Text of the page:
Speaking of “creative differences”, this is a movie that has seen more changes than a toddler’s bottom. Over the past decade, movie news hounds were witness to a turnstile of talent spinning at a rapid rate. Seth Rogen wasn’t the first name to be dropped for the venerable hero (shocker, I know!), as we saw names like George Clooney and Jake Gyllenhaal being tossed into the green hat. Stephen Chow was once considered for Kato, a role made popular by Bruce Lee back in the day. At one point writer/director Kevin Smith was involved and then James Wan was rumored to direct, for a hot second. Then when Rogen was locked, I was optimistic, thinking he may take a serious pulp hero approach. The guy even dropped thirty pounds for the role, which led me to believe he wanted to take shed the physique fans have come to know the jovial actor for. Who knew that he would assimilate The Green Hornet into the tired comedic personas that litter his filmography?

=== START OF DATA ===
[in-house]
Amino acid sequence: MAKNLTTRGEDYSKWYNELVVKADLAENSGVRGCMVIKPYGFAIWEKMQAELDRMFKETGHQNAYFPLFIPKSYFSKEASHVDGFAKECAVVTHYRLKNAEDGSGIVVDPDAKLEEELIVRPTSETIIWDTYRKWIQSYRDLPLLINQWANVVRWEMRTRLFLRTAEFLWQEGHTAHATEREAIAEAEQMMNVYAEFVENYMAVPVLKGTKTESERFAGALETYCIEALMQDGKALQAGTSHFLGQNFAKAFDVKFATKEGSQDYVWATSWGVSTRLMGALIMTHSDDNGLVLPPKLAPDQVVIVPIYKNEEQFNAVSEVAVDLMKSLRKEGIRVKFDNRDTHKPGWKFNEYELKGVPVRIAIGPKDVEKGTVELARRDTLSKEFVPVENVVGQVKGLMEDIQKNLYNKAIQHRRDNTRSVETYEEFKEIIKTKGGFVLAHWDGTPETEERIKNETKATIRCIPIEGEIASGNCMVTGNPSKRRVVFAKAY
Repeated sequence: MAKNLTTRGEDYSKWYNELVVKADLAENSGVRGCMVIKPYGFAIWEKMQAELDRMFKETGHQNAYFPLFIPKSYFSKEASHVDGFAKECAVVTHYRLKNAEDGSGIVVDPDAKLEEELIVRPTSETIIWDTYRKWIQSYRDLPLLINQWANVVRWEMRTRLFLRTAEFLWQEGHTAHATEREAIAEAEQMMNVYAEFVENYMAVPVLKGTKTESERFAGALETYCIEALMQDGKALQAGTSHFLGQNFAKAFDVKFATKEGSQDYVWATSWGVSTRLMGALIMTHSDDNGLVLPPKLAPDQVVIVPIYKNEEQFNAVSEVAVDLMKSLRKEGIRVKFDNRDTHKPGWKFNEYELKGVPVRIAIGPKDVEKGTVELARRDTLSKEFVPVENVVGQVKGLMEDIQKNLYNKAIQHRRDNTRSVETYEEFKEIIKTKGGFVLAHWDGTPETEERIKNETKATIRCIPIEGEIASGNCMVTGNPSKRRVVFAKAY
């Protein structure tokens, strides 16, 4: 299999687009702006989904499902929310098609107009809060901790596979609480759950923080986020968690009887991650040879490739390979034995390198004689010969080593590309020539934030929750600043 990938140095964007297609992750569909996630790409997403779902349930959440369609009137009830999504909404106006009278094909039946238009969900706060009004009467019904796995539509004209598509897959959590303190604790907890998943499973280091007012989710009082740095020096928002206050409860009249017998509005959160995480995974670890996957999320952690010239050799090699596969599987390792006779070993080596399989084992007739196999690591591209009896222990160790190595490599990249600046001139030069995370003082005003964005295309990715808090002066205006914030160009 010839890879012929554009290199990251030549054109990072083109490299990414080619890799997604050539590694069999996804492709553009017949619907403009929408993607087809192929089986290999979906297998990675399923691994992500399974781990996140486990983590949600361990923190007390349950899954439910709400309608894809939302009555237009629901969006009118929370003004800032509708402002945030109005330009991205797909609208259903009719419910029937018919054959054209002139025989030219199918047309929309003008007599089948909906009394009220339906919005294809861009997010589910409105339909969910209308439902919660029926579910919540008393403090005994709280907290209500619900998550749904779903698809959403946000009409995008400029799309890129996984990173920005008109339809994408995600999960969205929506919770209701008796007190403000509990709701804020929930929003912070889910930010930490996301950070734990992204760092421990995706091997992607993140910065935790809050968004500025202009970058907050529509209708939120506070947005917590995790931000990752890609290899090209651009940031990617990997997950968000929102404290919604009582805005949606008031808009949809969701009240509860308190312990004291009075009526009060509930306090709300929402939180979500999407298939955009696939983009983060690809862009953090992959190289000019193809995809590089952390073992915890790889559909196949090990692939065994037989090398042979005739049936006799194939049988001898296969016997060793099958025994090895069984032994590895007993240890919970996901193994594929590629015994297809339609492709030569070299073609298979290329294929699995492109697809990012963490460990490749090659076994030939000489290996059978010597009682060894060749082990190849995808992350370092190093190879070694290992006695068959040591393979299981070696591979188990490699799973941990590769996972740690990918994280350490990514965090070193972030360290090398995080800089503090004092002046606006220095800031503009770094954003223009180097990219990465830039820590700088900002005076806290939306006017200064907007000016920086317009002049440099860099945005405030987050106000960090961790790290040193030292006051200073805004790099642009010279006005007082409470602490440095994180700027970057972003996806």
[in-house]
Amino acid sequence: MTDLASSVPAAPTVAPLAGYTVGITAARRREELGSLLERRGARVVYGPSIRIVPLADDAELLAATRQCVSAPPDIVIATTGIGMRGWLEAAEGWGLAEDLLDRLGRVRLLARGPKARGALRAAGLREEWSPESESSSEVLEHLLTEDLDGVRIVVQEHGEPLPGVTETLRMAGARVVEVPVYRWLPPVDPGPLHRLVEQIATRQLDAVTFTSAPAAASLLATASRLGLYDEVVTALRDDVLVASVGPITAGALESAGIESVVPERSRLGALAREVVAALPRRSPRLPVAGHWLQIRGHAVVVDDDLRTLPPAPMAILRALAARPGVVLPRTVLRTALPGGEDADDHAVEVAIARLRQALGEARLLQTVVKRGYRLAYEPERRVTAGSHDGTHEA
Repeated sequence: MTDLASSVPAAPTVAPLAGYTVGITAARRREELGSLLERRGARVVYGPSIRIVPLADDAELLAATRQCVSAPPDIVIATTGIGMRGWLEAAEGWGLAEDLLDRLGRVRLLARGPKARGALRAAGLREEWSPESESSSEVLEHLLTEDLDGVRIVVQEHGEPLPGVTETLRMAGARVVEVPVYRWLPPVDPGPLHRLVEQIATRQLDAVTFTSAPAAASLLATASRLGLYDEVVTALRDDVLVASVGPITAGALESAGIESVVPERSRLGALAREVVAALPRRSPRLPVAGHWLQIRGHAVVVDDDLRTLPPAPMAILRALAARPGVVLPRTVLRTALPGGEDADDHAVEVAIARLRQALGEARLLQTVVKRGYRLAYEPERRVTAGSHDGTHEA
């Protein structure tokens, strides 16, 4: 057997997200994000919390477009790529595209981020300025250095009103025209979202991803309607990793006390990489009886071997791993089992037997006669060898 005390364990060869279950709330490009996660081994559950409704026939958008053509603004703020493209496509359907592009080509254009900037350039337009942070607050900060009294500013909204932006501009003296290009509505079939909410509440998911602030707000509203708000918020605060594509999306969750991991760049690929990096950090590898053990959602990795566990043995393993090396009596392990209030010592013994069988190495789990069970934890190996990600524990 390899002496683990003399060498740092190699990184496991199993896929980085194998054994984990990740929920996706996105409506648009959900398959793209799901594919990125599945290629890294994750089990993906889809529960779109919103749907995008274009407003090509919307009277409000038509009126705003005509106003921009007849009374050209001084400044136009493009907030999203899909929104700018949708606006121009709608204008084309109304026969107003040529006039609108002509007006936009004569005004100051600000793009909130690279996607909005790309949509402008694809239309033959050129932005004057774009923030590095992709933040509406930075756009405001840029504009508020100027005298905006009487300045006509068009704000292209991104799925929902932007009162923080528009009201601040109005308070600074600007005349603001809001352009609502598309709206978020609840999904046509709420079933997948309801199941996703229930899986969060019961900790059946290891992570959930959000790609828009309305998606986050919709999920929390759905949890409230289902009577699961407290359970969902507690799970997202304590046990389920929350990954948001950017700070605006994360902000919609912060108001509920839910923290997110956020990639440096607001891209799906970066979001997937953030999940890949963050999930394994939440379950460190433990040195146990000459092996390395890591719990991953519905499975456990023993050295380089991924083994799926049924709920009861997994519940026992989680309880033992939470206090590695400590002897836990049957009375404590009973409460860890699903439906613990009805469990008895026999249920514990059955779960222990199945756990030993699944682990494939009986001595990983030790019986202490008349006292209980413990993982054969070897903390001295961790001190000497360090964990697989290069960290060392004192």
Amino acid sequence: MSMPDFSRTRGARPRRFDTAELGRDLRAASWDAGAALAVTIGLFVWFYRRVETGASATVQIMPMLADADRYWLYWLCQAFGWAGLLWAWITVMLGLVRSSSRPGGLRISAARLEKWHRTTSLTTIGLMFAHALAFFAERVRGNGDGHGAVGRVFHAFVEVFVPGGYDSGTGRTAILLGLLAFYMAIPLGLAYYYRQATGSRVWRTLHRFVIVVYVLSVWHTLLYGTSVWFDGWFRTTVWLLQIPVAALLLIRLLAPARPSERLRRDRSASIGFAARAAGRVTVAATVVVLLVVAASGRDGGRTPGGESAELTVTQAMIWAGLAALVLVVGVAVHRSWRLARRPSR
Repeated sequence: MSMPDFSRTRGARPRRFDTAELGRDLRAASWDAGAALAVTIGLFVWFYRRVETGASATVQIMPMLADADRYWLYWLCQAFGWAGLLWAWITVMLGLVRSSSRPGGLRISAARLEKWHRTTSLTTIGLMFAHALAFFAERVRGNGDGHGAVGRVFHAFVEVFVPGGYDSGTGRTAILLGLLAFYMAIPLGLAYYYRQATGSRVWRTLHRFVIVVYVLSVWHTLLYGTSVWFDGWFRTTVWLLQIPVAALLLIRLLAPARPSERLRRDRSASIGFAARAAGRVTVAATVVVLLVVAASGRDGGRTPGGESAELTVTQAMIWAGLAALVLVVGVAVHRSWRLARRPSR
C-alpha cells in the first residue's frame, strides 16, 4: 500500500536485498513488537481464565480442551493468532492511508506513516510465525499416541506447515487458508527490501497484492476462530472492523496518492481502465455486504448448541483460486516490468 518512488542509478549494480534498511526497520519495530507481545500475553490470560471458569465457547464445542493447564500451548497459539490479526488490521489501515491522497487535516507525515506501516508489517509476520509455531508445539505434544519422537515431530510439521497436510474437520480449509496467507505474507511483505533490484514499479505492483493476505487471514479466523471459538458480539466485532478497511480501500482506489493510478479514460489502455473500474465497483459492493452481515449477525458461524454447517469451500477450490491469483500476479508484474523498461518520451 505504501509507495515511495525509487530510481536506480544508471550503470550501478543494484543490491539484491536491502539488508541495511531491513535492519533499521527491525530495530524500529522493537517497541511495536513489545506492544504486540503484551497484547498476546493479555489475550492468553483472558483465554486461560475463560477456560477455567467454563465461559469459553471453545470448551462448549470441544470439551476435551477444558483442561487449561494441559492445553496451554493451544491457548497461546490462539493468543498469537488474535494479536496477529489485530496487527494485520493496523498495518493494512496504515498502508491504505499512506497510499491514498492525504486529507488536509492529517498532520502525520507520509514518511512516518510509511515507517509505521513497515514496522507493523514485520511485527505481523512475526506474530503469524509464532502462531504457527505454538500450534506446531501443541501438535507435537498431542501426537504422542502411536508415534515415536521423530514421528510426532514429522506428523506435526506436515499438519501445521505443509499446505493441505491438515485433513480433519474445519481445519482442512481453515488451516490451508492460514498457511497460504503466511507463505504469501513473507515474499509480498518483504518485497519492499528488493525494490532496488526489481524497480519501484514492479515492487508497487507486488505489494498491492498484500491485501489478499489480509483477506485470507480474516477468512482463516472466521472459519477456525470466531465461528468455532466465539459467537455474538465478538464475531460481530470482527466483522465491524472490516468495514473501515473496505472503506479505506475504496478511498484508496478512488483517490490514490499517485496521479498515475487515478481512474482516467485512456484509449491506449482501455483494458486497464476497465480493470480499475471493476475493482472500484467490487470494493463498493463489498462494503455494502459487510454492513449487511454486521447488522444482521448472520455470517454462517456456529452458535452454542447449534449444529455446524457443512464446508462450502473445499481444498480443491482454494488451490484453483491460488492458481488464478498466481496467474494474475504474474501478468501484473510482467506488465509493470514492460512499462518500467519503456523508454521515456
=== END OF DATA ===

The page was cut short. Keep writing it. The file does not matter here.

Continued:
The real death knell for “The Green Hornet” is a double-whammy doozy. First the original release date was changed from last summer to the cinematic graveyard known as January. Second, it was reported that the movie would be sentenced to the latest disease, the 3D treatment. These are two telling signs that indicate desperation and replace anticipation with apprehension for fans of the titular character.
GREEN HORNET Christoph Waltz